UP Trade Tax Act| “Tinted Glass Sheets” Is Liable To Be Taxed As “Goods Or Wares Made Of Glass”- Apex Court
The Supreme Court in a case relating to the U.P. Trade Tax Act, 1948 has held that the “tinted glass sheets” is liable to be taxed as “goods or wares made of glass” under Entry No. IV of the Notification No. 5784.
The Court was dealing with a batch of civil appeals whereby the point that arose for consideration was whether “tinted glass sheets” manufactured by the appellants is liable to be taxed as “goods or wares made of glass” under the Notification No. 5784 dated September 7, 1981 being Entry No. IV or as unclassified item.
The two-Judge Bench comprising Justice S. Ravindra Bhat and Justice Aravind Kumar observed, “There is no vagueness in the notification dated 07.09.1981 and the entry No. 4 is clear and unambiguous namely it has brought within the sweep “all goods and wares made of glass” exigible to tax but not including “plain glass panes” and the exemption being the creation of the statute itself, it has to be construed strictly and even if there is any vagueness in the exemption clause must go to the benefit of the revenue.”
The Bench relied upon the judgment in the case of M/s. Indo International Industries v. Commissioner of Sales Tax, Uttar Pradesh (1981) 2 SCC 528 consisting of almost similar issue namely whether hypodermic clinical syringes could be regarded as “glass ware” under Entry 39 of First Schedule of UP Sales Tax Act, 1948 and the court negatived the plea of the assessee by holding that in taxing statues, words and phrases must be construed as understood in popular or commercial parlance, and not technically.
Senior Advocate S.K. Bagaria appeared on behalf of the appellant while Senior Advocate R.K. Raizada appeared on behalf of the respondent.
Brief Facts -
The appellant dealt in manufacturing and sale of sheet glass, tinted glass, coloured glass, figured glass, void glass, wired glass, float glass, and neutral glass. After taking note of the books of accounts tendered during the assessment proceedings, the assessing officer opined after enquiry that tinted glass was manufactured by the assessee in a separate unit and the process adopted for its manufacture was different from manufacture of sheet glass. He concluded in his assessment orders that in the ordinary and common parlance, the tinted glass was not recognised or understood as sheet glass. Hence, the assessing officer imposed a tax @15% on the sale of the goods by holding that the said goods cannot be included in the category of plain glass but under the category of “all goods and wares made of glass” as reflected in the Notification No.5784. The appeals filed against the said assessment orders were dismissed and the imposition of tax @15% was upheld.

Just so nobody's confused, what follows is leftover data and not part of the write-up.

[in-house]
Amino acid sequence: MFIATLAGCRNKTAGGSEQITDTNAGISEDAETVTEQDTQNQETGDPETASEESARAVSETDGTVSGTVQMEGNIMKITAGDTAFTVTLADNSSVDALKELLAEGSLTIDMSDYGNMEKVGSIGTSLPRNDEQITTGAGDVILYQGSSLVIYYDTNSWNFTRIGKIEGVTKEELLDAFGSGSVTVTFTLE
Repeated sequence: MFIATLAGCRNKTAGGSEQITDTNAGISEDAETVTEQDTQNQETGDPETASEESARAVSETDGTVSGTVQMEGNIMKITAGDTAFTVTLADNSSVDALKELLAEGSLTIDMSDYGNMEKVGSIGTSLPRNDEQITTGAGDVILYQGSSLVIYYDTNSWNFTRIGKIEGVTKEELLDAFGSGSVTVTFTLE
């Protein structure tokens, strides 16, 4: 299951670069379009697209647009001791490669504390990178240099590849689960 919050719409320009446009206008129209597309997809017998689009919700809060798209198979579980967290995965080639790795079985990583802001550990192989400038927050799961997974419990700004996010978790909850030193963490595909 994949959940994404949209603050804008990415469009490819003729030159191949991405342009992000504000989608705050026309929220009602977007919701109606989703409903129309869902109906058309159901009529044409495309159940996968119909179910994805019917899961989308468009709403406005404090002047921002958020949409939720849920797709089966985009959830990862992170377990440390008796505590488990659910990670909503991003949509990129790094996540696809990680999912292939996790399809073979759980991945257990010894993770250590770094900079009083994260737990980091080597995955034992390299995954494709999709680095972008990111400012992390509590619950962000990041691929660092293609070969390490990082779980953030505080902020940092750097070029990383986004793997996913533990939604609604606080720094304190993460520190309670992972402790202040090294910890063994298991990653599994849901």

The appellate authority also relied on the meaning of the word “goods” as reflected in a circular for arriving at a conclusion that only plain glass sheet was taken as unclassified item and not the goods in question. The assessee was unsuccessful before the Trade Tax Tribunal and therefore, pursued its grievance before the High Court by filing a revision petition but the same was dismissed. Thereafter, the notices demanding tax @15% for the tax assessment years 1992-93 to 1996-97 came to be challenged before the High Court but the plea was dismissed. Hence, in all the appeals, the common question of law arose and they were taken up together for consideration, adjudication, and determination thereof by the Apex Court.
The Supreme Court in view of the facts and circumstances of the case noted, “In our considered opinion, the expression “all the goods and wares made of glass” occurring in Notification dated:07.09.1981 must be taken to refer to all articles of glass except those specifically excluded in the entry itself.”
The Court said that neither the dictionary meaning nor the common parlance theory would come to the rescue of the appellant.
“The arguments canvassed by the learned senior counsel with regard to flat transparent sheet glass as indicated in the Indian Standards Specification has also received the attention of the High Court and has been dealt with under the impugned order and distinguished it on facts in favour of the revenue, and rightly so, for the reasons indicated thereunder which we are of the considered view is in tune with the settled principles of law noted hereinabove and thereby impugned order does not call for our interference”, further added the Court.
Accordingly, the Apex Court dismissed the appeals and refused to interfere in the impugned judgments.
Cause Title- M/s. Triveni Glass Limited v. Commissioner of Trade Tax, U.P. (Neutral Citation: 2023INSC892)